This was an exciting week for the United States’ relationship with Israel. President Trump recognized Jerusalem as the capital of Israel by moving the U.S. Embassy from Tel Aviv. A mix of celebration and protests have occurred all week. However, we can rest assured that the U.S. is on the right side of history.
The nation of Israel was officially created in 1948, but the U.S. did not weigh in. Several years later, Congress passed the Jerusalem Embassy Act of 1955. This act declared that Israel remains undivided, that Jerusalem should be the designated capital of Israel, and that the U.S. Embassy be moved there. In the 1960s, former President John F. Kennedy was advised not to take a position on Jerusalem, and the U.S. even took part in influencing other nations to keep their distance. Every single President since the act’s passage has delayed its entire implementation. President Trump accomplished this in one year by announcing his intentions in December.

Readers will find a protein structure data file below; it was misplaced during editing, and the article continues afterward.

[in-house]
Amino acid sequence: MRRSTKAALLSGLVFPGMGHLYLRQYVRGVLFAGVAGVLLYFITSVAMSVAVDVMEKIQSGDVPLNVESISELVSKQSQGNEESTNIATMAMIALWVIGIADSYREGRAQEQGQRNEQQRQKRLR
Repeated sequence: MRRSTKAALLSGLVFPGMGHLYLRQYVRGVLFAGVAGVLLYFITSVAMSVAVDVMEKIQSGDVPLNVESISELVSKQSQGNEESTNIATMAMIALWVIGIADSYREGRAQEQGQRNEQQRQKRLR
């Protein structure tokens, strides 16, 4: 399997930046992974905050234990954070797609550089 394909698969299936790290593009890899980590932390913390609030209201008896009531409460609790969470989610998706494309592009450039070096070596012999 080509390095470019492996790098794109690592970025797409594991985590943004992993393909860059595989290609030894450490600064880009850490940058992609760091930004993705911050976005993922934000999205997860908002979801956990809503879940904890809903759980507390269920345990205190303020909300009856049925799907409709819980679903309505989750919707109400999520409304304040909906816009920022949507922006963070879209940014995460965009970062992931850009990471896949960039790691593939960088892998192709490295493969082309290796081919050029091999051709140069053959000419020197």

Rumors have swirled around a possible push for a peace deal between Israel and Palestine. At this point, it seems unlikely. Hamas has coordinated the dangerous protests that have injured thousands and killed fifty. Any peace deal would likely be thwarted by them, as well as other nations who continue to fight against Israel.
This move, however, has caused a good ripple effect throughout the world. Shortly after the U.S. Embassy’s opening in Jerusalem, Guatemala moved their Embassy from Tel Aviv to Jerusalem. This follows historical significance since Guatemala was the second country after the U.S. to recognize Israel as a nation. Paraguay has already announced their intentions to follow suit.
Eagle Forum applauds President Trump’s actions in Jerusalem. This decision fulfills a promise that was made decades ago and significantly strengthens our relationship with Israel.